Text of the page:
Concert Review: Neil Young + Promise Of The Real
Venue: Chiles Center, Portland, Oregon
Neil Young for close to 50 fifty years has been an outspoken voice for a variety of causes throughout his legendary career. On this evening, in support of his newest record album The Monsanto Years he brings awareness to the issues of genetically engineered foods and crops and the impact of big business on farmers. All issues that Young has been vocal about when he co-founded Farm Aid in 1985 with Willie Nelson and John Mellencamp.
On stage this night in Portland, as the lights dimmed, a lone spotlight shined down onto Neil Young as he sat alone at his piano, opening with the melody of “After The Gold Rush”, one of his classic songs from 1970. A very nice opening for what was sure to be an evening of old favorites and some new songs from the new album.
After “Gold Rush”, Neil moved over to his acoustic Martin guitar and played a couple more classics, “Heart of Gold”, “Comes A Time” and “Old Man”. Just Neil with his guitar and harmonica, it was a site to behold. Neil then moved over to his beautiful pump organ and did a moving version of “Mother Earth” from his 1990 Ragged Glory album.
Backing Neil Young on his ‘Rebel Content’ tour is Promise Of The Real featuring Lukas Nelson (Willie’s son). Neil has always been one to expand his music with new musicians and bands. As the band kicked into “Hold Back The Tears” from American Bars ‘n’ Stars, the crowd rose to their feet and swayed to the music. The dancin’ continued with performances of “Out On The Weekend” and “Human Highway”.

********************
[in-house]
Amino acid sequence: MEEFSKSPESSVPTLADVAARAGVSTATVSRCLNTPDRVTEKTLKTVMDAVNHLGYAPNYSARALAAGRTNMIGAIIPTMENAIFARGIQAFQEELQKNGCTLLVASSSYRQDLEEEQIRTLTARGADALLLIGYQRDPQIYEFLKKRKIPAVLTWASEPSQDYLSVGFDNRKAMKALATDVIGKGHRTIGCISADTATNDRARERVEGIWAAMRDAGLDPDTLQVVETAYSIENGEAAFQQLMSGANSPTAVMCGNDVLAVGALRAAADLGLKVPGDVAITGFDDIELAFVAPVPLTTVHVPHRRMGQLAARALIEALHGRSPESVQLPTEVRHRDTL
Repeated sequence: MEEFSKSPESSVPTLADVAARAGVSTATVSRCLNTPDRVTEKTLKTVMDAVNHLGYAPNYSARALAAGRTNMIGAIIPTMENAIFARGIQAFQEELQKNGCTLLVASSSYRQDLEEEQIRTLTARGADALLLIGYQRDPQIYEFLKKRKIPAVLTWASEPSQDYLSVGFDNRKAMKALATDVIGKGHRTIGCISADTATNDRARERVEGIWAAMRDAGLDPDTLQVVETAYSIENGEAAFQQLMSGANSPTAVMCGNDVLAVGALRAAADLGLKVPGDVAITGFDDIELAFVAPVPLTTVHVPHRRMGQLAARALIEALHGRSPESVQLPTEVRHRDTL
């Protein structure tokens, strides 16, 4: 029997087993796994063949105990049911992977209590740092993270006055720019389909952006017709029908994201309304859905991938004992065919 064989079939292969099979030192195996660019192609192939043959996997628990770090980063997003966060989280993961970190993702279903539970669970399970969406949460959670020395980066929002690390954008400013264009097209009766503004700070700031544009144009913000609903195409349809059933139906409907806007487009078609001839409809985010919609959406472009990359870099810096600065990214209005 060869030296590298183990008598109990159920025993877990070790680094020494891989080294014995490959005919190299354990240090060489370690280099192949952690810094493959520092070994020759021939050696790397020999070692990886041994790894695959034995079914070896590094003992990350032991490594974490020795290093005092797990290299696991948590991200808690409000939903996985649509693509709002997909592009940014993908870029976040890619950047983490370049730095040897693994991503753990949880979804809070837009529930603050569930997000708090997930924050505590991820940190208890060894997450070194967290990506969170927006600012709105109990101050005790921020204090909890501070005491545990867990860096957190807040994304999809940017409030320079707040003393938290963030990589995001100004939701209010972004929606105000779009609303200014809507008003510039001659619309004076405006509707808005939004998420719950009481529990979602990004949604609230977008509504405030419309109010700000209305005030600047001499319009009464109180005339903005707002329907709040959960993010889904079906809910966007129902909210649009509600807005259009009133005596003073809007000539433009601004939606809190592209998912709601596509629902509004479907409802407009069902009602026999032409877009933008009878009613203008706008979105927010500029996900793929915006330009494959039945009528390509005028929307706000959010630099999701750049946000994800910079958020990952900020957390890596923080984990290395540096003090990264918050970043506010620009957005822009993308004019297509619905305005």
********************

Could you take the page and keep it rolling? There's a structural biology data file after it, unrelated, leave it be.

Then after a little discussion on the stage, Lukas Nelson sat behind the piano and dedicated the next song “For Pops” and sang a beautiful rendition of “September Song”, a song that Willie Nelson had recorded on Stardust. This was followed by the rare performance of “Western Hero” from the Sleeps With Angels album. I thought I’d never hear this song performed live, truly a special moment.
I was thrilled when the next song, “Field of Opportunity” was sung as it brought back in focus the theme for the evening, which is the ongoing challenge with big farming corporations and the local farmer. Throughout the early parts of the concert, I watched as Neil guided his band through his extensive repertoire. As they then moved into the music from the new album, you could see how they all gelled together to become more cohesive with the playing of “Wolf Moon”.
At this point of the gig, the next three songs continued in the “W” theme with “Words”, “Walk On” and “Winterlong” all to the delight of the audience. And as with any Neil concert, some jabbing songs like “Alabama” and “Southern Man” hit home the fact that there are still tensions in our country. Then came some more new songs from the new album. “A Rock Star Bucks A Coffee Shop”, “People Want To Hear About Love”, “Big Box” and “Workin’ Man” adeptly describes the issues concerning Neil Young today.
And with going on for more than 3 hours, the closing numbers were poignant, with “Everybody Knows This Is Nowhere” and a spacious and atmospheric “Love And Only Love”, followed with an encore of “F*!#In’ Up” to close out the night of epic rock ‘n’ roll.